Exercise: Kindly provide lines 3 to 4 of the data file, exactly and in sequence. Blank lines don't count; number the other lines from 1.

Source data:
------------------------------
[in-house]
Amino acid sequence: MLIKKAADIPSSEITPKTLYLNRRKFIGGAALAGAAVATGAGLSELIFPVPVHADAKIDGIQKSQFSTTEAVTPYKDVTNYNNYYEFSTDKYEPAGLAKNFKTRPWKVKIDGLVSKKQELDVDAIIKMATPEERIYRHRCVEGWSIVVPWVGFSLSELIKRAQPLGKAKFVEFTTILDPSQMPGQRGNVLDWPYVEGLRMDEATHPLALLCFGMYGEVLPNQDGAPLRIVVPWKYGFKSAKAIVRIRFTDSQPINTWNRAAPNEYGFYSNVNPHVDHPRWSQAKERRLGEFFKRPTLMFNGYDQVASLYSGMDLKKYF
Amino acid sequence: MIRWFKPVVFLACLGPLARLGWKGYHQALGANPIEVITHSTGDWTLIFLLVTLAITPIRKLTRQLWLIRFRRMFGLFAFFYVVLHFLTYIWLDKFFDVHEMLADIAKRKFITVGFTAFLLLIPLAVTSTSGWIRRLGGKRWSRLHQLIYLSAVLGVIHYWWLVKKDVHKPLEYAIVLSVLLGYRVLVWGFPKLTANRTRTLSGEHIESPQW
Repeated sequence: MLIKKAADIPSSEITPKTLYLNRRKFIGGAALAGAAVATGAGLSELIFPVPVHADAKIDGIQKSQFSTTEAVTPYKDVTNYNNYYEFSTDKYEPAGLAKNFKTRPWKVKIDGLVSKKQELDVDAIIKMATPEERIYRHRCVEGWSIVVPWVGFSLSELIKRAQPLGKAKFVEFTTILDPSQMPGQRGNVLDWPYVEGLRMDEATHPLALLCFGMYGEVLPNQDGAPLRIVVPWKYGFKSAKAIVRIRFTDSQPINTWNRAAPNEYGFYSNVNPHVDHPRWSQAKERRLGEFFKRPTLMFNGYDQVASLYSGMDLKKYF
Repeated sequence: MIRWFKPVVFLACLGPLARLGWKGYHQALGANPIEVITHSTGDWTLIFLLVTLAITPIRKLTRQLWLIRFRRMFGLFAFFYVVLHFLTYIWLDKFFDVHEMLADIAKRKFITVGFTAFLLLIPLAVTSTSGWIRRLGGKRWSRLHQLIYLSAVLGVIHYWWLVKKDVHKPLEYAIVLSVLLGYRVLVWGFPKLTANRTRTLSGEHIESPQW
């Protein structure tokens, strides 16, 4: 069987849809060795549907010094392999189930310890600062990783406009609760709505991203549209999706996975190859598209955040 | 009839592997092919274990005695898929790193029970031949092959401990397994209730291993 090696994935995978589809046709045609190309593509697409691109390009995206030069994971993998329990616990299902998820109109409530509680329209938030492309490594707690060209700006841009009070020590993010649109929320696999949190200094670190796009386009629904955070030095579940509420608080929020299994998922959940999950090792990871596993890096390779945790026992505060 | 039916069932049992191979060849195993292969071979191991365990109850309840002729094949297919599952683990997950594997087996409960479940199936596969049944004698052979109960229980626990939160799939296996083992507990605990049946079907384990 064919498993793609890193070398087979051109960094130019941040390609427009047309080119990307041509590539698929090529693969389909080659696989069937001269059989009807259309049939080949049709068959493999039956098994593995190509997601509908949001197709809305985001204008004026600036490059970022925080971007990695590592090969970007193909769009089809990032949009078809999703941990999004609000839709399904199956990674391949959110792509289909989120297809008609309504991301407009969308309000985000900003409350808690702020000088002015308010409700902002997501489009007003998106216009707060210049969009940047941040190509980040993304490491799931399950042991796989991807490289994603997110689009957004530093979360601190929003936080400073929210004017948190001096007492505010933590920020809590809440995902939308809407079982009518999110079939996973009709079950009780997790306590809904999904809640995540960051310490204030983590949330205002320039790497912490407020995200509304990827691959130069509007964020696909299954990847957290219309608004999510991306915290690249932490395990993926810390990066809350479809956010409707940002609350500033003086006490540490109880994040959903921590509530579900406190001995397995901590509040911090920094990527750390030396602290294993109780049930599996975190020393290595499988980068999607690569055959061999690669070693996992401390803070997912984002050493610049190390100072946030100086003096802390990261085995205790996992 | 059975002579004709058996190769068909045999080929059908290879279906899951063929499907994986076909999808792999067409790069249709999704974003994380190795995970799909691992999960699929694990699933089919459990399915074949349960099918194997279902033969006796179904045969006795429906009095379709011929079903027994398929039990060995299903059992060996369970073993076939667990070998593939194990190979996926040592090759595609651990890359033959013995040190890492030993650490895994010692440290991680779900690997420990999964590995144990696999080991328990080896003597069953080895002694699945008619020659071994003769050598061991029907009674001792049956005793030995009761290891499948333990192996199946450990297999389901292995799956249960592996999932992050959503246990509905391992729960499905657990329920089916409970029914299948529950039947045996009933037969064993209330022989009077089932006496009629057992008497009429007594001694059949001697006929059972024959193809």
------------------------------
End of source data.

Amino acid sequence: MIRWFKPVVFLACLGPLARLGWKGYHQALGANPIEVITHSTGDWTLIFLLVTLAITPIRKLTRQLWLIRFRRMFGLFAFFYVVLHFLTYIWLDKFFDVHEMLADIAKRKFITVGFTAFLLLIPLAVTSTSGWIRRLGGKRWSRLHQLIYLSAVLGVIHYWWLVKKDVHKPLEYAIVLSVLLGYRVLVWGFPKLTANRTRTLSGEHIESPQW
Repeated sequence: MLIKKAADIPSSEITPKTLYLNRRKFIGGAALAGAAVATGAGLSELIFPVPVHADAKIDGIQKSQFSTTEAVTPYKDVTNYNNYYEFSTDKYEPAGLAKNFKTRPWKVKIDGLVSKKQELDVDAIIKMATPEERIYRHRCVEGWSIVVPWVGFSLSELIKRAQPLGKAKFVEFTTILDPSQMPGQRGNVLDWPYVEGLRMDEATHPLALLCFGMYGEVLPNQDGAPLRIVVPWKYGFKSAKAIVRIRFTDSQPINTWNRAAPNEYGFYSNVNPHVDHPRWSQAKERRLGEFFKRPTLMFNGYDQVASLYSGMDLKKYF